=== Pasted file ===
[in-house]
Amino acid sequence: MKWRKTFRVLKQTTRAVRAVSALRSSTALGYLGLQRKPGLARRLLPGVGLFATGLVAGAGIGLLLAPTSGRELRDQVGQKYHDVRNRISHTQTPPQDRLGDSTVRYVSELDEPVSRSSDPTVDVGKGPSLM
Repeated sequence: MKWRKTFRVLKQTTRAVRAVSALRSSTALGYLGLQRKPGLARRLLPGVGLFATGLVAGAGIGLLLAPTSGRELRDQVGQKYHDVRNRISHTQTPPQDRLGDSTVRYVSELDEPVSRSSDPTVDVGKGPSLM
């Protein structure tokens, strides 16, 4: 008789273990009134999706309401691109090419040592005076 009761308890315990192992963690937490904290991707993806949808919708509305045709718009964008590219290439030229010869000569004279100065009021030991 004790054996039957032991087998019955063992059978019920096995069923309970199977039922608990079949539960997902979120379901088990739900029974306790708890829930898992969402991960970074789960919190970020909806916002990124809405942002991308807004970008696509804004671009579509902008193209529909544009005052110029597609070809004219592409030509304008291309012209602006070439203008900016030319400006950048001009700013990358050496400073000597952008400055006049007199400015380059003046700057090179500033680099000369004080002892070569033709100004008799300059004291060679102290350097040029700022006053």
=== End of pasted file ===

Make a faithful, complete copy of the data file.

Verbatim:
[in-house]
Amino acid sequence: MKWRKTFRVLKQTTRAVRAVSALRSSTALGYLGLQRKPGLARRLLPGVGLFATGLVAGAGIGLLLAPTSGRELRDQVGQKYHDVRNRISHTQTPPQDRLGDSTVRYVSELDEPVSRSSDPTVDVGKGPSLM
Repeated sequence: MKWRKTFRVLKQTTRAVRAVSALRSSTALGYLGLQRKPGLARRLLPGVGLFATGLVAGAGIGLLLAPTSGRELRDQVGQKYHDVRNRISHTQTPPQDRLGDSTVRYVSELDEPVSRSSDPTVDVGKGPSLM
């Protein structure tokens, strides 16, 4: 008789273990009134999706309401691109090419040592005076 009761308890315990192992963690937490904290991707993806949808919708509305045709718009964008590219290439030229010869000569004279100065009021030991 004790054996039957032991087998019955063992059978019920096995069923309970199977039922608990079949539960997902979120379901088990739900029974306790708890829930898992969402991960970074789960919190970020909806916002990124809405942002991308807004970008696509804004671009579509902008193209529909544009005052110029597609070809004219592409030509304008291309012209602006070439203008900016030319400006950048001009700013990358050496400073000597952008400055006049007199400015380059003046700057090179500033680099000369004080002892070569033709100004008799300059004291060679102290350097040029700022006053």